Rambles around computer science

Diverting trains of thought, wasting precious time

Mon, 02 Feb 2015

Thoughts on peer review

My PLDI submission was rejected. I'm not too sad about this, since the reviews were basically encouraging, and on balance I agree that the paper can still be improved and was arguably not (quite) ready yet.

However, despite certain innovations, namely two-phase review and rebuttal, the conference review process is as creaky as ever. This is rather dispiriting, and the longer I spend doing computer science research, the more bizarre our system seems. I filled in the anonymous post-conference survey, but since my comments apply more widely than to a single instance of a single conference, I feel like forgoing my anonymity and re-posting them here (lightly edited). I hope they don't have too much of a sour-grapesy flavour—at least, that's not really how I'm feeling.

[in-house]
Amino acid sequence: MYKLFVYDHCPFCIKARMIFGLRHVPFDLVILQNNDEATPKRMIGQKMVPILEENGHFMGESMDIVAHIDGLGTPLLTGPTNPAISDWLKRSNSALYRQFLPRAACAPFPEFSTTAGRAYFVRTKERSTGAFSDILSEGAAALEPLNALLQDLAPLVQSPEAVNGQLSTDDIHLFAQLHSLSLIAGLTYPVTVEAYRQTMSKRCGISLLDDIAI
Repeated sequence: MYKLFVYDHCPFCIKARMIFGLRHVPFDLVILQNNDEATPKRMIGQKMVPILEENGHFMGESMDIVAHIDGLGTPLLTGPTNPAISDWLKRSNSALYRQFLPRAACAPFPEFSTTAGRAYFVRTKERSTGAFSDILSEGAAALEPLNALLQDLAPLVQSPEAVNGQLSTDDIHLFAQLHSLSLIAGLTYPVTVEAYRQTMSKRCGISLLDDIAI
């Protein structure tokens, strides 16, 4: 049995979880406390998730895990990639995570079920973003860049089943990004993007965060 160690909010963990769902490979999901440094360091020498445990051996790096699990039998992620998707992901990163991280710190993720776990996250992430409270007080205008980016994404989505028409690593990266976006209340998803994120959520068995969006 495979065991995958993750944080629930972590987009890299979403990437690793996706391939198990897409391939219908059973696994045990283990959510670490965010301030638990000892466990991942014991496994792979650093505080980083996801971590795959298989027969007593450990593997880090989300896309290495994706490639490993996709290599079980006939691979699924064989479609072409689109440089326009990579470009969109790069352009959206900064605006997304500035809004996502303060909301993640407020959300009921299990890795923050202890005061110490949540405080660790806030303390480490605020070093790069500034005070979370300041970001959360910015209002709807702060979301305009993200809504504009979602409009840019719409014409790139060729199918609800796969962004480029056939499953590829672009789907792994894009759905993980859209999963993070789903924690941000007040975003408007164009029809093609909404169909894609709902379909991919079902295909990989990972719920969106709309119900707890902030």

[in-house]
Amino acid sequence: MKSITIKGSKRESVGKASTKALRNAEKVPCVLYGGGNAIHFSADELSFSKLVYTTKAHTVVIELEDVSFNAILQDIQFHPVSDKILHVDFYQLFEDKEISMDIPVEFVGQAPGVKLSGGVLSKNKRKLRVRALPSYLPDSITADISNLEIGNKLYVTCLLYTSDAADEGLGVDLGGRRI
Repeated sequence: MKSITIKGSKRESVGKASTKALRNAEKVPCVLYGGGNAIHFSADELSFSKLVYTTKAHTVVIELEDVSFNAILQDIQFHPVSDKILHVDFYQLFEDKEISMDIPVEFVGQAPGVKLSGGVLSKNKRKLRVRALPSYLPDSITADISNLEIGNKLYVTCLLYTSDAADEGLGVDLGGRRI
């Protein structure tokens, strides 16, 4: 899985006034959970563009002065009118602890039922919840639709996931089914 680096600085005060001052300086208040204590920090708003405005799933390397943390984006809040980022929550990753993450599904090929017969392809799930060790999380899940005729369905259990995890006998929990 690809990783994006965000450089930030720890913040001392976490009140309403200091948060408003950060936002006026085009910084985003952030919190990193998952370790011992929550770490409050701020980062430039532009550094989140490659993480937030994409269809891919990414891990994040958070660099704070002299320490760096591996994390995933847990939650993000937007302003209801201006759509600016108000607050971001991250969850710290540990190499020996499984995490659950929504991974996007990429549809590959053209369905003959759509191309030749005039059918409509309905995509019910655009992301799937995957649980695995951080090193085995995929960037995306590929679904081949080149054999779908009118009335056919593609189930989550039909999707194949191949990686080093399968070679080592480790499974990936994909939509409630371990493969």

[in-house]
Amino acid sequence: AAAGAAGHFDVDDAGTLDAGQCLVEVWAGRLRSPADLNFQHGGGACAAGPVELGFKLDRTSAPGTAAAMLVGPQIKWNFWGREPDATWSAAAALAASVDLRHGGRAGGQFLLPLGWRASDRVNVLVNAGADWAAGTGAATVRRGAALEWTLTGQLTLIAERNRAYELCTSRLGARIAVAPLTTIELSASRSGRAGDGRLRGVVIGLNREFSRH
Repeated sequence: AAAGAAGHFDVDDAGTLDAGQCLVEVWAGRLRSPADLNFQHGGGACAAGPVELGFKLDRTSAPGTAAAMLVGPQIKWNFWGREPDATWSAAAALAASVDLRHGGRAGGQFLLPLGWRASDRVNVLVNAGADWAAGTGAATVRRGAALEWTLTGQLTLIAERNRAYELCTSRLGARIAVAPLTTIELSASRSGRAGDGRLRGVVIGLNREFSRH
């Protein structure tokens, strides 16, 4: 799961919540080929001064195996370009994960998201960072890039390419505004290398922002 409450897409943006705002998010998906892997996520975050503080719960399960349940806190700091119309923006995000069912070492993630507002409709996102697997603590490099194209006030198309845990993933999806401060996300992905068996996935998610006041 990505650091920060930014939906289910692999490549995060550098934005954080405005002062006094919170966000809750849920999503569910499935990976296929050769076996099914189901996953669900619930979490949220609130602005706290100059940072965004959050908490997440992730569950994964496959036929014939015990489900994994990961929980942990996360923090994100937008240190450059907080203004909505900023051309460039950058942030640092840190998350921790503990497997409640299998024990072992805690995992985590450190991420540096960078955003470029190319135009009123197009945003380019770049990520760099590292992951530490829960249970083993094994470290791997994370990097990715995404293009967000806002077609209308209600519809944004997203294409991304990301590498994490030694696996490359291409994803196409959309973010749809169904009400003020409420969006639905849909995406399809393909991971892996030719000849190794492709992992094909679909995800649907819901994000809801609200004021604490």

Something I didn't elaborate in my survey response: what would this “progressive model” be? It might involve reserving a smaller part of the programme for short presentations of recent journal publications, and a larger part of the programme for short presentations of high-quality in-progress work. This would be work at a substantially more advanced stage than a typical workshop paper—possibly reasonably mature already, but not yet accepted for publication in a journal. Initially, it seems important to ring-fence the slots for the latter kind of presentation, to avoid having already-published work always trump the not-yet-published stuff. Eventually, in a well-functioning community there would not be much call for the former kind of slot, since most journal publications would describe things that had been presented at previous conferences.

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